Quick analysis shows at-risk populations not getting the help or information they need from physicians.
Newswire: Oct. 20, 2017.
Dateline: New York.
Electronic Health Records helped uncover an important disparity in the fight to prevent HIV infection in New York.
The city’s Department of Health and Mental Hygein was able to quickly analyze three years of data from more than 600 health practices to discover that pre-exposure prophylaxis (PrEP) a medication that lowers the chances of HIV infection, wasn’t being presecribed to men of color, women, or patients outside of the city center.
The findings come as prescriptions of PrEP went up almost tenfold in the two years since the health department began several campaigns targeting individuals who are at a high risk for infection.
But the department found that emergency room physicians lack familiarity with guidelines from the Centers for Disease Control and Prevention, more than half had concerns about PrEP’s efficacy, and just as many were uncomfortable discussing PrEP with patients. More than two thirds even had fears it would promote HIV resistance.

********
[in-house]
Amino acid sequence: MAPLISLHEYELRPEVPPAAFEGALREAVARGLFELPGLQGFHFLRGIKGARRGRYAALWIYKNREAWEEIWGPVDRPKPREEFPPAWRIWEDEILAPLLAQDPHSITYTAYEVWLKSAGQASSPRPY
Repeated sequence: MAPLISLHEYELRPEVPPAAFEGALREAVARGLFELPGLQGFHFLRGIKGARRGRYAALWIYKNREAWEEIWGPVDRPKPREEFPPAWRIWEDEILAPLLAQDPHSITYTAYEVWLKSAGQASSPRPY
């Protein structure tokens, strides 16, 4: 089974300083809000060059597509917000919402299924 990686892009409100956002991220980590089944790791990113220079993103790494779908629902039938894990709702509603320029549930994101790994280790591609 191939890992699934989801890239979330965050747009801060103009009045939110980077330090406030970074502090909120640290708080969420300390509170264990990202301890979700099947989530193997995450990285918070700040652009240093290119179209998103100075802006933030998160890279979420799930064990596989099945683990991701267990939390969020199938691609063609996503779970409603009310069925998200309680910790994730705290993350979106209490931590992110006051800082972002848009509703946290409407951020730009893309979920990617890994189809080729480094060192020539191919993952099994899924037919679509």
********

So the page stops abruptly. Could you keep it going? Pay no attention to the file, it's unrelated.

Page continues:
Brett Tortelli, the study’s lead author, noted these concerns had been addressed in clinical studies already. Understanding not only that there was a disparity in the populations and areas at most risk, but why there was the disparity, helped the department refocus its messaging on the physicians to make the outreach campaign more effective.
Women’s health providers will be the audience for the next outreach campaign, to address the disparity in prescriptions by gender.
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